I mentioned the drop spindles for the Astro Van as one method of lifting it. That is not an option on four-wheel-drive models or on other minivans. The outer CV joints will rub on the lower control arms. There's no room for front coil springs either. You'll have torsion bars which are adjustable. Alignment specialists use them to correct ride height to factory specs before doing an alignment. When you use them to raise the front end, you're changing the parallelogram shape between the upper and lower control arms, the frame rail, and the spindle. If you look at the lower control arm on a truck at correct ride height, you'll see it is perfectly parallel to the ground, and the upper control arm is angled down just a little. The upper arm is also considerably shorter than the lower arm. That design has been carefully engineered to cause the wheel to tip in and out on top as the truck bounces up and down. That reduces the how much that tire slides back and forth across the road surface as the body goes up and down. Changing the angles of those arms by changing ride height, changes how those tires tip in and out. This is where we find horrendous tire wear even though the numbers on the alignment computer are perfect, and it's why conscientious mechanics who have your best interest at heart won't align a vehicle not restored to proper ride height.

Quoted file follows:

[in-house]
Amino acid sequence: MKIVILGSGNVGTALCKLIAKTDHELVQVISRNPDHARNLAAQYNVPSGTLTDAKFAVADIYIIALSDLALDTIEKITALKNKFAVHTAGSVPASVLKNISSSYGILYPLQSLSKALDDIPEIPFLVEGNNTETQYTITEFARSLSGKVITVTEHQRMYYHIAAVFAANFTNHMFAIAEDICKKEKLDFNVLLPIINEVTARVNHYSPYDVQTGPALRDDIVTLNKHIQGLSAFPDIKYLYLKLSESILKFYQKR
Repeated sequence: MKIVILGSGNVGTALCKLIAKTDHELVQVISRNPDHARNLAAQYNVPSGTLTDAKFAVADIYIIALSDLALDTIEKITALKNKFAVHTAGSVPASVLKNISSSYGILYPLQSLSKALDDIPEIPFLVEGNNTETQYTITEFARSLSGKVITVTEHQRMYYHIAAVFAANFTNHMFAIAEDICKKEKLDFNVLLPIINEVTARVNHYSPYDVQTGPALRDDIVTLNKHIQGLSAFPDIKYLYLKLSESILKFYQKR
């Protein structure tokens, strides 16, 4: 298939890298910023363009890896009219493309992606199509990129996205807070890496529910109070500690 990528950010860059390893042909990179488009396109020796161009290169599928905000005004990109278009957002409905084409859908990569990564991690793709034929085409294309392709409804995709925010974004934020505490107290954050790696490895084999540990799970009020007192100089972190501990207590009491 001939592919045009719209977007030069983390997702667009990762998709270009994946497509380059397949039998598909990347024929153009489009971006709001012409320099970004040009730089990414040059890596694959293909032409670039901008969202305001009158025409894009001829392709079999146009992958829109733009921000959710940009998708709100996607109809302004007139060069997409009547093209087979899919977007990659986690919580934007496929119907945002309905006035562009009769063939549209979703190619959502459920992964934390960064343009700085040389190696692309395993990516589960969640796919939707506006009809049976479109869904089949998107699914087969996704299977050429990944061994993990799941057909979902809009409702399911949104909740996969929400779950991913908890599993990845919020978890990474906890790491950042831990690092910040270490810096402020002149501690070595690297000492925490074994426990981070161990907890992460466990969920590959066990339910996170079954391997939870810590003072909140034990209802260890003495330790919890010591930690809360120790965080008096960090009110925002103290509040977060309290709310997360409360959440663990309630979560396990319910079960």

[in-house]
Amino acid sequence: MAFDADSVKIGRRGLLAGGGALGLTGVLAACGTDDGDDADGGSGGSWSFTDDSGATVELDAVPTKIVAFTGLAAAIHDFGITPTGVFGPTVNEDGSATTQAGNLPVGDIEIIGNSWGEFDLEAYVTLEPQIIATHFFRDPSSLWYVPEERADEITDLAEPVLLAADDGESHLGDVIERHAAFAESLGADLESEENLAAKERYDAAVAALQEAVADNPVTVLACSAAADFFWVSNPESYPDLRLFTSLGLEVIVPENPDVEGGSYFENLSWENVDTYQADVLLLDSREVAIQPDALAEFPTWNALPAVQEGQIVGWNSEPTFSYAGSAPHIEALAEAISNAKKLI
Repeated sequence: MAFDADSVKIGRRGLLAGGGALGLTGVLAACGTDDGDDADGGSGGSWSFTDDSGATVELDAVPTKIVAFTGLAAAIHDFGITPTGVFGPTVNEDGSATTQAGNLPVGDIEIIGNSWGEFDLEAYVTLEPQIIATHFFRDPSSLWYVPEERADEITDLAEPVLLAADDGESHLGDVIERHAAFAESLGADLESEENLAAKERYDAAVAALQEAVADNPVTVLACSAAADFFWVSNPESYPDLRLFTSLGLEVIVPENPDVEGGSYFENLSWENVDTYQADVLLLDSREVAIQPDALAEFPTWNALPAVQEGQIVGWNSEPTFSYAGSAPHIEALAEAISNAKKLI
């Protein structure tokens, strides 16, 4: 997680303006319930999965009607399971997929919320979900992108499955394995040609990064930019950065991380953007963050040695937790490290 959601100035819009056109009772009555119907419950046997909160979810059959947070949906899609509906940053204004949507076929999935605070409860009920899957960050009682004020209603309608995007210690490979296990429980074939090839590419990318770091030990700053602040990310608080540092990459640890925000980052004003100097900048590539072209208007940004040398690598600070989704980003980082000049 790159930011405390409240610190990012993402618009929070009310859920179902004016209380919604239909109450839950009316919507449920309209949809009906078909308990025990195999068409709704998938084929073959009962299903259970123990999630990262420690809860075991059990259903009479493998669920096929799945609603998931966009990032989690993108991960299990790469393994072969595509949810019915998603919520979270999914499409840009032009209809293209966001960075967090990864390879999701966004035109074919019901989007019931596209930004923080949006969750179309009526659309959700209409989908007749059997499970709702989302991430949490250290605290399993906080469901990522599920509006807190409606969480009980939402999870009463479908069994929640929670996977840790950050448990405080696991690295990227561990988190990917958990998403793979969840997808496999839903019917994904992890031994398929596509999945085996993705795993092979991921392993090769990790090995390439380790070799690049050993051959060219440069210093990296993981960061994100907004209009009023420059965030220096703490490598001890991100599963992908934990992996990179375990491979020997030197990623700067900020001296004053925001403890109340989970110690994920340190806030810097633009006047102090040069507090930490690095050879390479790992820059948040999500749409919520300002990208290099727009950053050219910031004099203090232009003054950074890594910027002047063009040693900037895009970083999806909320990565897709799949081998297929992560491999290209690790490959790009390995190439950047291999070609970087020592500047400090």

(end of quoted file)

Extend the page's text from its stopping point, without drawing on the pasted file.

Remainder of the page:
You will find every brand and model of lift kit for trucks and lowering kits for cars comes with the disclaimer, "For off-road use only". The manufacturers know they're opening themselves up to all kinds of lawsuits, and this is their way out. That leaves all the liability up to you. You may find even your insurance company won't want to get involved if it can be proved a non-approved modification was performed. Remember too, the world of new-car marketing is extremely competitive. If a manufacturer can advertise one more cubic inch of engine size, one more horsepower, or one more cup holder, they are going to do it. With the market for lowered cars and raised trucks, if they could offer products that appeal to those customers, you can be sure they would do it. They don't because they know they would be compromising safety, and they know that would result in more lawsuits. They'll even sell you the parts, then say you had no business putting them on a street car.
I'm not arguing with your success or your enjoyment. I just want you to be aware there is another side to the story, and I'd be real nervous when selling an altered vehicle.
Saturday, October 13th, 2018 AT 10:16 PM